Meta unveils MusicGen, an AI designed to create music in just 5 minutes

Meta has revealed a new AI that's designed to make music from text prompts, users will be able to request a certain sound and the AI will create it.

1 minute & 18 seconds read time

Meta has released a demo of what it's calling MusicGen, an artificial intelligence system designed to take text prompts and convert them into sounds or melodies.

The Facebook parent company released the demo on Hugging Face, and it has since been used by many. Interesting Engineering decided to give Meta's newest AI tool a try, requesting the system produce a "rock lullaby," and according to the publication, it only took 341 seconds for it to create a 15-second audio clip that featured a combination of guitar and piano. Interesting Engineering reported the audio clip sounded like the beginning of an old-school classic rock track.

So, how did Meta do this? MusicGen is a model that has been fed more than 20,000 hours of music. This digested music contained various harmonies and instrumentals, which, when combined, create a large number of possible sounds that can be produced.

Meta unveils MusicGen, an AI designed to create music in just 5 minutes 1651652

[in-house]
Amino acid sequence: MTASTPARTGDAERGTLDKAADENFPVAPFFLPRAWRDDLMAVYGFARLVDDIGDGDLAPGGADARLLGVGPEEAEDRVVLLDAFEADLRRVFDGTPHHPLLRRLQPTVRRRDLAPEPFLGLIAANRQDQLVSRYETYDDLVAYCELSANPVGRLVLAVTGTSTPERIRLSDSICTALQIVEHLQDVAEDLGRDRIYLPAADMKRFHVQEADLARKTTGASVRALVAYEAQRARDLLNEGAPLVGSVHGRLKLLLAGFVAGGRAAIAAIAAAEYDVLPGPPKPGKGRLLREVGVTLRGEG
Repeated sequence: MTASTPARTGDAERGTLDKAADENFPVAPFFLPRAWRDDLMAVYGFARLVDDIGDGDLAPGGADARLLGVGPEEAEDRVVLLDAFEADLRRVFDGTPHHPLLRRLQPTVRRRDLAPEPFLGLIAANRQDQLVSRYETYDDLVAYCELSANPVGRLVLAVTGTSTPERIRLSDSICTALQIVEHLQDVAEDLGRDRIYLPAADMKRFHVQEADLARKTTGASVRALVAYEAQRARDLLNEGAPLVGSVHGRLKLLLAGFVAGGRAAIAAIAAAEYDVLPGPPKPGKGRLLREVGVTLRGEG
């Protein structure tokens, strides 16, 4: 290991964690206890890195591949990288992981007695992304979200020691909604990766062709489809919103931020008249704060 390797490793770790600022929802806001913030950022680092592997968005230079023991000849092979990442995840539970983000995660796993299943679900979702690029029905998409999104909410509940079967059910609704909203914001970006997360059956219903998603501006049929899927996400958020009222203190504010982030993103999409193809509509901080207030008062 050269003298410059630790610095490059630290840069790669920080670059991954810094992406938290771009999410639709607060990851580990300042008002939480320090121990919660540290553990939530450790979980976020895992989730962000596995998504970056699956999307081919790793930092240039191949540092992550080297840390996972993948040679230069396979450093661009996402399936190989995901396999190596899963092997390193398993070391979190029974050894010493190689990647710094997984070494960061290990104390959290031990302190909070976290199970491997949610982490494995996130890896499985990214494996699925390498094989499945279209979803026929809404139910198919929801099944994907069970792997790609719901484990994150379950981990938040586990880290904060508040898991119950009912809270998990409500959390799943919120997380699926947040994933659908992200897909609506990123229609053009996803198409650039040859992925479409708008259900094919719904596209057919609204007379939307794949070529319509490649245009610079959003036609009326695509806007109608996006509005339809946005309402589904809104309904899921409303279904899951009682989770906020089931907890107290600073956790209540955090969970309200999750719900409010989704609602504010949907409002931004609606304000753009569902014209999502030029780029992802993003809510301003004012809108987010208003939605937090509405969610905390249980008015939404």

Meta has released the AI tool onto GitHub for all to use and see how it was created. As for the ethical problems of creating such a tool or the fair use of the music it was trained on. The researchers that announced the AI system said that all of the sounds MusicGen was trained on were covered by legal agreements with the owners of those music libraries.

"Open research can ensure that all actors have equal access to these models. Through the development of more advanced controls, such as the melody conditioning we introduced, we hope that such models can become useful both to music amateurs and professionals," said Meta

Jak joined the TweakTown team in 2017 and has since reviewed 100s of new tech products and kept us informed daily on the latest science, space, and artificial intelligence news. Jak's love for science, space, and technology, and, more specifically, PC gaming, began at 10 years old. It was the day his dad showed him how to play Age of Empires on an old Compaq PC. Ever since that day, Jak fell in love with games and the progression of the technology industry in all its forms. Instead of typical FPS, Jak holds a very special spot in his heart for RTS games.

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